Amtrak used the station from its 1971 inception until moving to a nearby modular facility in January 1988. Amtrak later built a station in the New Center neighborhood of Detroit that it began using in May 1994.

Matthew Moroun declined to disclose the sale price of the depot. “The deal is complete,” he said. “The future of the depot is assured. The next steward of the building is the right one for its future. The depot will become a shiny symbol of Detroit’s progress and its success.”

Ford plans to share information about its plans for renovating the station at a reception on June 19.

Reports that Ford was negotiating to purchase the station have circulated since March.

Based in suburban Dearborn, Ford has transferred 200 workers on its mobility team into a nearby former factory site and is actively seeking other properties in Corktown, Detroit’s oldest surviving neighborhood and located just west of downtown.

Opened in 1913, the Beaux Arts-style Michigan Central Station was at the time the world’s tallest train station.

Although the Morouns failed to demolish the station, they did install more than 1,000 new windows, restored a working elevator and cleaned up the interior.

“The Ford move to the train station is the right play at the right time,” said Robert Kolt, a professor of advertising and public relations at Michigan State University, in an interview with the Detroit Free Press. “Many university grads want to work and live in cool places with an energetic vibe. Ford can remake the area and rebrand what the company does with this type of bold move.”

“I think it’s smart,” Robert Davidman, partner at the Fearless Agency in New York told the Free Press. “If you really want to attract the top talent, you go to where they are. And this allows Ford to take a piece of history and reinvent it. This makes them forward thinkers. Ford is breathing life into something that once was — Ford is going back to their roots, back to where it all began. And it brings back the luster.”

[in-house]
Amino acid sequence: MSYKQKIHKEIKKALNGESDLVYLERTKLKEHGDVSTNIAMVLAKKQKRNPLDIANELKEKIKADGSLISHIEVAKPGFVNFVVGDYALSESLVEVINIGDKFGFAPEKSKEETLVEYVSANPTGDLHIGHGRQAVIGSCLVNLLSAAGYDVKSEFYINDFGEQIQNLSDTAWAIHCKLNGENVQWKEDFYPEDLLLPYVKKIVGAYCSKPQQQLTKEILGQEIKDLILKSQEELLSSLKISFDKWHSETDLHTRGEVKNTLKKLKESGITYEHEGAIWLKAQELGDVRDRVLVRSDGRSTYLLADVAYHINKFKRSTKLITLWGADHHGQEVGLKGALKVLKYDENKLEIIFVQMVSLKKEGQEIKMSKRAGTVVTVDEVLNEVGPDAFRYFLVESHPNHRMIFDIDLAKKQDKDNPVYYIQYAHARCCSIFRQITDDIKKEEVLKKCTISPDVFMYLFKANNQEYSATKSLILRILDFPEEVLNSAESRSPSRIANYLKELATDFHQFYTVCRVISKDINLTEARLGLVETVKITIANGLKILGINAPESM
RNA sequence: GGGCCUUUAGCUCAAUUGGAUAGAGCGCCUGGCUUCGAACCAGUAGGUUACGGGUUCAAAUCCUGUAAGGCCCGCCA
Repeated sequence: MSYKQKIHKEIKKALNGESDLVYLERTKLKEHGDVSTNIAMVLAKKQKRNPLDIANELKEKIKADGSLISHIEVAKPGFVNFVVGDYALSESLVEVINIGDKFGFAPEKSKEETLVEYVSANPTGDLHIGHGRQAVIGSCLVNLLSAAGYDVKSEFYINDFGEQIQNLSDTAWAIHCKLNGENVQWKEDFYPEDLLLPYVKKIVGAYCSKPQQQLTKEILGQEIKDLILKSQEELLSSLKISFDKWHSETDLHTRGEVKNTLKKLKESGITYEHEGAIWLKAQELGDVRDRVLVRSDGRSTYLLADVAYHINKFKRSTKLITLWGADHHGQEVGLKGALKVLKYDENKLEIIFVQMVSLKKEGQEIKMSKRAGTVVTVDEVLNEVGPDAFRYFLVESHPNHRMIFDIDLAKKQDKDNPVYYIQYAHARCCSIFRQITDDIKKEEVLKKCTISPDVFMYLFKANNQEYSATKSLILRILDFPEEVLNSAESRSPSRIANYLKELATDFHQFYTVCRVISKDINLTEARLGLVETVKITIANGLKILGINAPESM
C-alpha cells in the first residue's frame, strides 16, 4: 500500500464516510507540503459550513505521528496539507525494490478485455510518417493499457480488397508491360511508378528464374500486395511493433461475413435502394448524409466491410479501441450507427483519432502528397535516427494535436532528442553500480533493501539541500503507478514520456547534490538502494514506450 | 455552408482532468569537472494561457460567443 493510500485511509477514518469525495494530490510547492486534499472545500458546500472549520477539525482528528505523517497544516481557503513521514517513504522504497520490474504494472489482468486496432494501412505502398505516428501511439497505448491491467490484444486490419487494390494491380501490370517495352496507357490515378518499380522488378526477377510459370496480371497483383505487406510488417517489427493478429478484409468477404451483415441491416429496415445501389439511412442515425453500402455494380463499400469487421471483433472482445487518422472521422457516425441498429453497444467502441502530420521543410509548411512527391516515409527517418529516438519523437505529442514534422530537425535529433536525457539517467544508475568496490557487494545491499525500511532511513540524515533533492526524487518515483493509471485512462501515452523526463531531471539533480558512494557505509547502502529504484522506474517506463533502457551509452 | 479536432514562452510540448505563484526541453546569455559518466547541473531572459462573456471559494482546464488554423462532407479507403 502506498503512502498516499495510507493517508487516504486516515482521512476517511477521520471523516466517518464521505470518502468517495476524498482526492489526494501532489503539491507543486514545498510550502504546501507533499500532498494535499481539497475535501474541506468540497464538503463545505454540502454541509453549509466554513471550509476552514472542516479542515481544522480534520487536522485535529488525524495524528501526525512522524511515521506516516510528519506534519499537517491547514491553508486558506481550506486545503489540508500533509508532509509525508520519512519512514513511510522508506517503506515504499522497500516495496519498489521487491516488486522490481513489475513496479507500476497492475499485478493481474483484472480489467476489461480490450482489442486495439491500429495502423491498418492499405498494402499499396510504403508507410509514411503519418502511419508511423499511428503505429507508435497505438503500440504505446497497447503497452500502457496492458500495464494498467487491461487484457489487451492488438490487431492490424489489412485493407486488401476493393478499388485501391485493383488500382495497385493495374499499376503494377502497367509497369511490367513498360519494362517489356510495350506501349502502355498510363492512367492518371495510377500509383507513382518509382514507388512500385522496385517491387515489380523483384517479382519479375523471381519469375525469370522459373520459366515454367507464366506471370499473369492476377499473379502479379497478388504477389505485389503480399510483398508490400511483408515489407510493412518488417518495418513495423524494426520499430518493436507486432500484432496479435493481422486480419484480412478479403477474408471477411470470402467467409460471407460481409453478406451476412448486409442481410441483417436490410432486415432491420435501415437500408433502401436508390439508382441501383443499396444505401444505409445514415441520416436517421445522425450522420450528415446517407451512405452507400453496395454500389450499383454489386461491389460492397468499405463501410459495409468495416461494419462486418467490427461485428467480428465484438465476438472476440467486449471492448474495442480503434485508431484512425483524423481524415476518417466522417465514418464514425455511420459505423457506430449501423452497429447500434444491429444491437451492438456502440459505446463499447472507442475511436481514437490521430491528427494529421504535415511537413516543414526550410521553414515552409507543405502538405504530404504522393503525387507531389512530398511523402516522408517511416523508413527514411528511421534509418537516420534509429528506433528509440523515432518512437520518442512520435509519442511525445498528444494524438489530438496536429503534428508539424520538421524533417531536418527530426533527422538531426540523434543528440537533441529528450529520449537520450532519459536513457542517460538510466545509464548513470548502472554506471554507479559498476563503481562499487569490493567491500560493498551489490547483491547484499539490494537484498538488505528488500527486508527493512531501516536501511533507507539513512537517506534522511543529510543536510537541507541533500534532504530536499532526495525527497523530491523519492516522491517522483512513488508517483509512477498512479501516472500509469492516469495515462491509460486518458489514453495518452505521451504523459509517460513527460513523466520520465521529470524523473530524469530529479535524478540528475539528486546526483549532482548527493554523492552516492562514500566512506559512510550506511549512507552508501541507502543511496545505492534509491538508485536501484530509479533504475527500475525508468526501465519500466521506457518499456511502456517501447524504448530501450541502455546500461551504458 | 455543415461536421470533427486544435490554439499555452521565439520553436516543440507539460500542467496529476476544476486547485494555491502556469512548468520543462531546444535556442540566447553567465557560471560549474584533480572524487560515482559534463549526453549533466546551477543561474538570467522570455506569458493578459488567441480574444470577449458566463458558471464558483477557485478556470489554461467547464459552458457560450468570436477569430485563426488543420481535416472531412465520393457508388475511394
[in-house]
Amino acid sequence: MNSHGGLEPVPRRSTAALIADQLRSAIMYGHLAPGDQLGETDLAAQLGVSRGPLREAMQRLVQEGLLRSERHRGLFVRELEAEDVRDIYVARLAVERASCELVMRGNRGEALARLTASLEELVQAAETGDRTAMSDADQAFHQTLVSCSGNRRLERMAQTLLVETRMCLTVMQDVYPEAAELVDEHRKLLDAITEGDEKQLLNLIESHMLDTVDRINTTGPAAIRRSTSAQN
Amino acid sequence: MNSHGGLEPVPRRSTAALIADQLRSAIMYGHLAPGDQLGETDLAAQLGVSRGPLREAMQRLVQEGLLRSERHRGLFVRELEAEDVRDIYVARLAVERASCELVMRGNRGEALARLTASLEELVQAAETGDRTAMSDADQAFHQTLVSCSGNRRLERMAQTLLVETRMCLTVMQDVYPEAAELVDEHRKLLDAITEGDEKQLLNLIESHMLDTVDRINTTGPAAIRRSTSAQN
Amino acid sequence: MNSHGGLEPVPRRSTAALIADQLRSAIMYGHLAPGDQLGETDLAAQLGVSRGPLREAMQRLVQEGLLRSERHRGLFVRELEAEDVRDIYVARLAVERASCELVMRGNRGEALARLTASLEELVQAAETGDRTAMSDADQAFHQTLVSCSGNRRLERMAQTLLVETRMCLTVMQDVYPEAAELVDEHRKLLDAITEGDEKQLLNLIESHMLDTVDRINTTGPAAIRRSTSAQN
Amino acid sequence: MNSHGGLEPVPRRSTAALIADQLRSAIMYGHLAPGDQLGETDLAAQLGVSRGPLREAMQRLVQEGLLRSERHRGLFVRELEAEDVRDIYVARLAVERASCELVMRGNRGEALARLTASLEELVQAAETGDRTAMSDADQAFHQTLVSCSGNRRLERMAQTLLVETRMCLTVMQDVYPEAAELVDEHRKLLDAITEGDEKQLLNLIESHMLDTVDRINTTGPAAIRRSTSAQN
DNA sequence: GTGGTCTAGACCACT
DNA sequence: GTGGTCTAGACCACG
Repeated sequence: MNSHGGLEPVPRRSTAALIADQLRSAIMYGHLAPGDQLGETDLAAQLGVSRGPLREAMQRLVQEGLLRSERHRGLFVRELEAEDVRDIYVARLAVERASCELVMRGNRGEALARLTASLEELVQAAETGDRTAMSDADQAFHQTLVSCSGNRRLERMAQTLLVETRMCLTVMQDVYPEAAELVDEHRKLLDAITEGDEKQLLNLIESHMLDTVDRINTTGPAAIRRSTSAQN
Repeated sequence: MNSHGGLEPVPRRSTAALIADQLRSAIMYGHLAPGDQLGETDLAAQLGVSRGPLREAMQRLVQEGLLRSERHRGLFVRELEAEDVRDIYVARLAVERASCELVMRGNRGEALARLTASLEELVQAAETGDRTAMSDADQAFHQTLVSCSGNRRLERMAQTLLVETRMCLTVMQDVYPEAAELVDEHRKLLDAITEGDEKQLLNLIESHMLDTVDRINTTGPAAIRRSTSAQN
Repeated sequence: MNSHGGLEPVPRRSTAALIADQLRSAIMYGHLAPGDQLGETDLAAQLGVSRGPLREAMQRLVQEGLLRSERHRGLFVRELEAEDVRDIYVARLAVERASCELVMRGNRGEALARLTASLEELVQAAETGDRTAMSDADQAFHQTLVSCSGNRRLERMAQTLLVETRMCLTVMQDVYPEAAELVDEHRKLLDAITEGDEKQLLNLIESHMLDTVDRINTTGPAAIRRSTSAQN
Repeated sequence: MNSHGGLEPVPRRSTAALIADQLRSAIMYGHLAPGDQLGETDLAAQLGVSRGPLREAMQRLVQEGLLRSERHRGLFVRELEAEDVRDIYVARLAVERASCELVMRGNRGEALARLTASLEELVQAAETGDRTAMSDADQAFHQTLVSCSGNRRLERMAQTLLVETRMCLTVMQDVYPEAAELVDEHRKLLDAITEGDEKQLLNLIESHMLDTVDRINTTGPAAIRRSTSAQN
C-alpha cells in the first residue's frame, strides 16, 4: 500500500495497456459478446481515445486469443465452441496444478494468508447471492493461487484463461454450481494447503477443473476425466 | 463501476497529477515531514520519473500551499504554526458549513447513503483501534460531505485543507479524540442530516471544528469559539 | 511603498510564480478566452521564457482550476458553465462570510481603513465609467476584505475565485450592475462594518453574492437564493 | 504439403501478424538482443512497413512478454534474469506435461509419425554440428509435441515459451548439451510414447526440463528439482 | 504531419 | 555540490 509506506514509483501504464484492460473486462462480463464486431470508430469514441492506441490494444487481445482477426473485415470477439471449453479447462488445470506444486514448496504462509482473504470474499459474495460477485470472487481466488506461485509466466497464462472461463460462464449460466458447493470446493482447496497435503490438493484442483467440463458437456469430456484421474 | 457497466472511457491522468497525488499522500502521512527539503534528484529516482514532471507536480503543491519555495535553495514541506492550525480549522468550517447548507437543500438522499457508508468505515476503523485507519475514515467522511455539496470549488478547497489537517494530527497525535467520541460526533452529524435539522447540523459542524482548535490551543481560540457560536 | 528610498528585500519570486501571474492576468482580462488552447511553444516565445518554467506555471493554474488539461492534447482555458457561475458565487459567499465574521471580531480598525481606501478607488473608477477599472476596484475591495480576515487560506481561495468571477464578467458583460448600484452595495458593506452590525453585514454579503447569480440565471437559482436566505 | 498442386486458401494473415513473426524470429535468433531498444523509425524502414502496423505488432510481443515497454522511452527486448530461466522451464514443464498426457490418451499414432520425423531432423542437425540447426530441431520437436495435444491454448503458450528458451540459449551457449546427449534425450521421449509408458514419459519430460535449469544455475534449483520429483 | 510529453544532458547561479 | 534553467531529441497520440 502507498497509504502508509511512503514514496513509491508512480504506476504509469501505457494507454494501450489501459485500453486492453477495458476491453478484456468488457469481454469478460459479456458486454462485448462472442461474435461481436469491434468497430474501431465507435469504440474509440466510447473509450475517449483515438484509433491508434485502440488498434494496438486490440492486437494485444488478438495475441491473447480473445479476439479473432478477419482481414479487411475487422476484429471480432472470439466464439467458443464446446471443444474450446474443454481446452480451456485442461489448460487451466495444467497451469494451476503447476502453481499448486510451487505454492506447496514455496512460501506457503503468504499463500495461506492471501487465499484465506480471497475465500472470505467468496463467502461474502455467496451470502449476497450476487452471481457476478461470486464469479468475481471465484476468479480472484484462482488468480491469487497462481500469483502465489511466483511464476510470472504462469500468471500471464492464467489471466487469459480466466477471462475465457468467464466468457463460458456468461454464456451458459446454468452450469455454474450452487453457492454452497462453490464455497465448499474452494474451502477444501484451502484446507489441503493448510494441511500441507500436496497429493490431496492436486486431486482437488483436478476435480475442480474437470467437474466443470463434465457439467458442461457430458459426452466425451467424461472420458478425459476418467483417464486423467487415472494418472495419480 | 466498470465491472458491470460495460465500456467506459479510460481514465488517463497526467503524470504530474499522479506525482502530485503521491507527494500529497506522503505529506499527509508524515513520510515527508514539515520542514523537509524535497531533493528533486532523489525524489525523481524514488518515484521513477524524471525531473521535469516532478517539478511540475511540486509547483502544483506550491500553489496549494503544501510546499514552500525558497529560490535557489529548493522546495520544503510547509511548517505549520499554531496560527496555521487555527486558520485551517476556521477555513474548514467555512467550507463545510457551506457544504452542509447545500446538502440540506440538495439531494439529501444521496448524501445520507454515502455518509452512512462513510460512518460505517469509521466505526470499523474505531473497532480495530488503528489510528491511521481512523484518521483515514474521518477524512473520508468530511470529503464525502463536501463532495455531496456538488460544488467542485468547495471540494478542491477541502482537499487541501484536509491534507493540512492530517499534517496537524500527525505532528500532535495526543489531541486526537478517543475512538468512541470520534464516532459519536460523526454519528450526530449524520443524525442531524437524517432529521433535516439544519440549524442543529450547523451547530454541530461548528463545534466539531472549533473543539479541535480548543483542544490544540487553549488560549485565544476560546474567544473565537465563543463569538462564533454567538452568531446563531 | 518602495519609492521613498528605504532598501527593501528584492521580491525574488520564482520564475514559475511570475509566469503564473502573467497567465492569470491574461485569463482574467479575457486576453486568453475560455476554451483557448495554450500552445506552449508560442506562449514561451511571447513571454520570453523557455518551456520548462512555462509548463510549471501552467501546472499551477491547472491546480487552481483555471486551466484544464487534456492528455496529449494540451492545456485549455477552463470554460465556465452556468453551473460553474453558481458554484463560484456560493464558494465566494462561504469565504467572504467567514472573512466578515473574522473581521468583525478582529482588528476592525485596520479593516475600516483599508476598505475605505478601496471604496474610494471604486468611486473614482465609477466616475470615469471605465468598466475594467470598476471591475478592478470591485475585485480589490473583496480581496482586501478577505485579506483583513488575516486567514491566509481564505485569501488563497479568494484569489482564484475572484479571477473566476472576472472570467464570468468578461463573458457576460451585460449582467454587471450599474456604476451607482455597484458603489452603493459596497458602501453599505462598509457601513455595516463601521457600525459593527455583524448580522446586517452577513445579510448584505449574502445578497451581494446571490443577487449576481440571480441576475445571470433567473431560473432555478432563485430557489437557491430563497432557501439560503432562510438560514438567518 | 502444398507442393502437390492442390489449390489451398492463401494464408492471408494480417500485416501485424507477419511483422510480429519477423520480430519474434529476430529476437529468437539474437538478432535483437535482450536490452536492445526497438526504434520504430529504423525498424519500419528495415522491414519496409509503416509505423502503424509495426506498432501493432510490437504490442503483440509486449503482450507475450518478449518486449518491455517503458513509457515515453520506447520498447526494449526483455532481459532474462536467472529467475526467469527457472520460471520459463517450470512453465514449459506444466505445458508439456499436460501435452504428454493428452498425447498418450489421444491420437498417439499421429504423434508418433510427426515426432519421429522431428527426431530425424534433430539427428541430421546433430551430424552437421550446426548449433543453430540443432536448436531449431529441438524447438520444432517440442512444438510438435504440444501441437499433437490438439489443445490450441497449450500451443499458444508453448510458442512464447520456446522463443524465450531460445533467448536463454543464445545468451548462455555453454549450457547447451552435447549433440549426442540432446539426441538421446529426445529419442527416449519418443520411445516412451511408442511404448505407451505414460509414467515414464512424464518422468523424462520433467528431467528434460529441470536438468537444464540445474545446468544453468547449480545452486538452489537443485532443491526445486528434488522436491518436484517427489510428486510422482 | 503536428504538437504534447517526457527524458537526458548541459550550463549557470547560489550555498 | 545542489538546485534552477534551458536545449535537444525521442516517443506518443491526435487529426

Ford’s plans for the complex it is developing in Corktown include making it the focal point of the company’s efforts to shift toward self-driving, shared and battery-operated cars and logistics.

Corktown is located seven miles down Michigan Avenue from Ford’s world headquarters in Dearborn.

Ford Action Not Expected to Affect Railroads

April 28, 2018

A decision by Ford Motor Company to end production of most sedans in North America is not expected to have a major affect on Class 1 railroads Trains magazine reported.

Ford plans to stop making  the Fusion, Fiesta, Taurus, and C-Max at assembly plants in the United States and Mexico, but will make other vehicles at those factories.

The automaker based in Dearborn, Michigan, said the models being ended sold  315,400 vehicles last year of the 2.03 million vehicles it sold in North America.

Ford plans to focus more on its more profitable sport-utility vehicles and pickup trucks, most notably those in the F series.

Trains said the Taurus is built at the Chicago Assembly Plant served by Norfolk Southern. Ford will begin building the 2020 Lincoln Aviator SUV at the plant.

The C-Max is built at the Michigan Assembly Plant in Wayne, jointly served by NS and CSX Transportation. Ford also produces the Focus at the Michigan plant.

The Fusion, which is the best-selling model being discontinued, is built at an assembly and stamping plant in Hermosillo, Mexico, which is served by Kansas City Southern.

KCS also serves the Cuautitlan Stamping and Assembly Plant in Mexico, which churns out the Fiesta.

After phasing out these models, Ford will build just two cars, the Mustang and the Focus, which will debut as a new crossover dubbed the Focus Active.

Ford Might Buy Detroit Train Station

March 28, 2018

Ford Motor Company may purchase the long vacant and dilapidated Michigan Central Station in Detroit.

The station, which was once used by New York Central and later Penn Central and Amtrak passenger trains, is owned by billionaire trucking mogul Manuel “Matty” Moroun and his son, Matthew.

Ford has neither confirmed nor denied a news report by Crain’s Detroit Business that Ford is talking with the Morouns about buying the depot.

Crain’s said an announcement about the sale could come as early as sometime in April.

The report indicated that Ford would use the former station site for offices that could be used by upwards of 1,000 employees.

The business newspaper said a source familiar with Ford’s pursuit of the station said Ford wants to establish a workplace in an urban setting that can attract younger workers.

“Our young people love . . . living and working in urban areas,” said Ford Executive Chairman Bill Ford Jr. in January at the Detroit auto show.

The news has triggered widespread interest in the purchase of properties surrounding the station site in Detroit’s Corktown neighborhood southwest of downtown.

Real estate broker James Tumey said he has received several cash offers, even at the full $540,000 price, for the properties that look out on the 500,000-square-foot depot.

“After this news, people are going crazy. They are buying just based off of Ford maybe coming in, throwing out offers on properties they haven’t even seen,” said Tumey, a Corktown resident who is vice president for Farmington Hills-based Friedman Integrated Real Estate Solutions.

The abandoned railroad station has been an eyesore in Detroit since the last Amtrak train pulled out in 1988 in favor of a new and smaller station in the New Center neighborhood.